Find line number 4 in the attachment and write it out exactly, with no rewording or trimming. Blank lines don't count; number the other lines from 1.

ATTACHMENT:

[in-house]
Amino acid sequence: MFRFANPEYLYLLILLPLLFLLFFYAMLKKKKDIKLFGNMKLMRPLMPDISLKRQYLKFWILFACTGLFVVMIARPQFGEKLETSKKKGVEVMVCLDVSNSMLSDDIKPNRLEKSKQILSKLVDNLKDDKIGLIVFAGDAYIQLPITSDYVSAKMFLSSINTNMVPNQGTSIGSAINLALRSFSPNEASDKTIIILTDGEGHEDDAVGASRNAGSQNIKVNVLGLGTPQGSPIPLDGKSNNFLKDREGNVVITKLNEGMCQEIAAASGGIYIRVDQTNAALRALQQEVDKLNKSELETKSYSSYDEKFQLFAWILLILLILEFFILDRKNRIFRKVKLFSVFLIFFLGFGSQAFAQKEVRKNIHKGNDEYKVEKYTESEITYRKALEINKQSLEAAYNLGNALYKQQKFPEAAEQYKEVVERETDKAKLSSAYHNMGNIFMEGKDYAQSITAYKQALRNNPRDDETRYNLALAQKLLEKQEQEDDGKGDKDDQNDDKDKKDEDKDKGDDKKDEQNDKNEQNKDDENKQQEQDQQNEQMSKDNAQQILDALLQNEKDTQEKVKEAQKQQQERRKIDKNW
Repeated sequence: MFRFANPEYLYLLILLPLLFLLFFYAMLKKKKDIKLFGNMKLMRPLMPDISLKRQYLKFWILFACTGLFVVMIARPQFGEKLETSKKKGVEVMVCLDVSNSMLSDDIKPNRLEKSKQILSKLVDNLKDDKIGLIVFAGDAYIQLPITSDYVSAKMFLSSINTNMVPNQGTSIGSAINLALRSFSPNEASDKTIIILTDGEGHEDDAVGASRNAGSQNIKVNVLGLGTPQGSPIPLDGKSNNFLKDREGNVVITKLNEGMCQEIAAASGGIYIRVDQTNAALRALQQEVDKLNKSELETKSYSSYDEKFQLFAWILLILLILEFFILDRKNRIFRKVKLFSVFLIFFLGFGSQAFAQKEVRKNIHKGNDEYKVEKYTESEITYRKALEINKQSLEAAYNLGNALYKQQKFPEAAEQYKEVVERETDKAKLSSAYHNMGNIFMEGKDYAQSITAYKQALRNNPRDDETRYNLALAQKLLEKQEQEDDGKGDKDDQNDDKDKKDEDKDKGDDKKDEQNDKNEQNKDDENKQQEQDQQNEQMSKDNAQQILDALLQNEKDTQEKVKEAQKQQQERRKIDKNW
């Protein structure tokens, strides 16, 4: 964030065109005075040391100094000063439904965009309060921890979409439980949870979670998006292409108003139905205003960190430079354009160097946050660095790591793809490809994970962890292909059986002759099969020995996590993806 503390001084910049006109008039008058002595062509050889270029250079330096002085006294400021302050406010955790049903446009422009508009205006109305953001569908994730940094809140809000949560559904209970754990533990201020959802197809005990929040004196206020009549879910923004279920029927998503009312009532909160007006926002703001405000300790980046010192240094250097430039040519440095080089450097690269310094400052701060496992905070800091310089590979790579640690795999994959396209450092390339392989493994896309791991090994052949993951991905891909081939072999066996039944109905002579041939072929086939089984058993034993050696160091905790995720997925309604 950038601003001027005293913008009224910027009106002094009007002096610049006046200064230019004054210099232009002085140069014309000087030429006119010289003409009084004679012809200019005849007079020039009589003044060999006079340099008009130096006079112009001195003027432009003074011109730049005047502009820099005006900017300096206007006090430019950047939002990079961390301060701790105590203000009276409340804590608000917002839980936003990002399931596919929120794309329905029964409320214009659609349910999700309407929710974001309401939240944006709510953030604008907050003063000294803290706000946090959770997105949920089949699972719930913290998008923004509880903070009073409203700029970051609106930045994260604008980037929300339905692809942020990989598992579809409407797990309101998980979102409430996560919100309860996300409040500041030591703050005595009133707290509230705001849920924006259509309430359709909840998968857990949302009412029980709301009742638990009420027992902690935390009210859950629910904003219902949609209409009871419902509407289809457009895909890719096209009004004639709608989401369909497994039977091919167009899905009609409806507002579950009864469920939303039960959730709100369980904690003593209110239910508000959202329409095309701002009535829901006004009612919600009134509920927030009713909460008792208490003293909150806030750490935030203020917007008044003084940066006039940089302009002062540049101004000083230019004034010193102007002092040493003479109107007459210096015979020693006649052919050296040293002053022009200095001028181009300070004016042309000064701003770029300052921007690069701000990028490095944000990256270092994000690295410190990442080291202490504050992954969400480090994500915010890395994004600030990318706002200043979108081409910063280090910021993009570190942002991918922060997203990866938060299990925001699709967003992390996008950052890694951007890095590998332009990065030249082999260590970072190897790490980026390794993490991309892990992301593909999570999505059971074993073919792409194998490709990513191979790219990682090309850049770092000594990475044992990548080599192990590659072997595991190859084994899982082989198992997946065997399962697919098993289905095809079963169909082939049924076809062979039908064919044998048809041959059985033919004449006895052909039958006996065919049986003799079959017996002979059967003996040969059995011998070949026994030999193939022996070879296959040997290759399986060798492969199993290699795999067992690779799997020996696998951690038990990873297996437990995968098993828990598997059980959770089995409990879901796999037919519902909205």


């Protein structure tokens, strides 16, 4: 964030065109005075040391100094000063439904965009309060921890979409439980949870979670998006292409108003139905205003960190430079354009160097946050660095790591793809490809994970962890292909059986002759099969020995996590993806 503390001084910049006109008039008058002595062509050889270029250079330096002085006294400021302050406010955790049903446009422009508009205006109305953001569908994730940094809140809000949560559904209970754990533990201020959802197809005990929040004196206020009549879910923004279920029927998503009312009532909160007006926002703001405000300790980046010192240094250097430039040519440095080089450097690269310094400052701060496992905070800091310089590979790579640690795999994959396209450092390339392989493994896309791991090994052949993951991905891909081939072999066996039944109905002579041939072929086939089984058993034993050696160091905790995720997925309604 950038601003001027005293913008009224910027009106002094009007002096610049006046200064230019004054210099232009002085140069014309000087030429006119010289003409009084004679012809200019005849007079020039009589003044060999006079340099008009130096006079112009001195003027432009003074011109730049005047502009820099005006900017300096206007006090430019950047939002990079961390301060701790105590203000009276409340804590608000917002839980936003990002399931596919929120794309329905029964409320214009659609349910999700309407929710974001309401939240944006709510953030604008907050003063000294803290706000946090959770997105949920089949699972719930913290998008923004509880903070009073409203700029970051609106930045994260604008980037929300339905692809942020990989598992579809409407797990309101998980979102409430996560919100309860996300409040500041030591703050005595009133707290509230705001849920924006259509309430359709909840998968857990949302009412029980709301009742638990009420027992902690935390009210859950629910904003219902949609209409009871419902509407289809457009895909890719096209009004004639709608989401369909497994039977091919167009899905009609409806507002579950009864469920939303039960959730709100369980904690003593209110239910508000959202329409095309701002009535829901006004009612919600009134509920927030009713909460008792208490003293909150806030750490935030203020917007008044003084940066006039940089302009002062540049101004000083230019004034010193102007002092040493003479109107007459210096015979020693006649052919050296040293002053022009200095001028181009300070004016042309000064701003770029300052921007690069701000990028490095944000990256270092994000690295410190990442080291202490504050992954969400480090994500915010890395994004600030990318706002200043979108081409910063280090910021993009570190942002991918922060997203990866938060299990925001699709967003992390996008950052890694951007890095590998332009990065030249082999260590970072190897790490980026390794993490991309892990992301593909999570999505059971074993073919792409194998490709990513191979790219990682090309850049770092000594990475044992990548080599192990590659072997595991190859084994899982082989198992997946065997399962697919098993289905095809079963169909082939049924076809062979039908064919044998048809041959059985033919004449006895052909039958006996065919049986003799079959017996002979059967003996040969059995011998070949026994030999193939022996070879296959040997290759399986060798492969199993290699795999067992690779799997020996696998951690038990990873297996437990995968098993828990598997059980959770089995409990879901796999037919519902909205």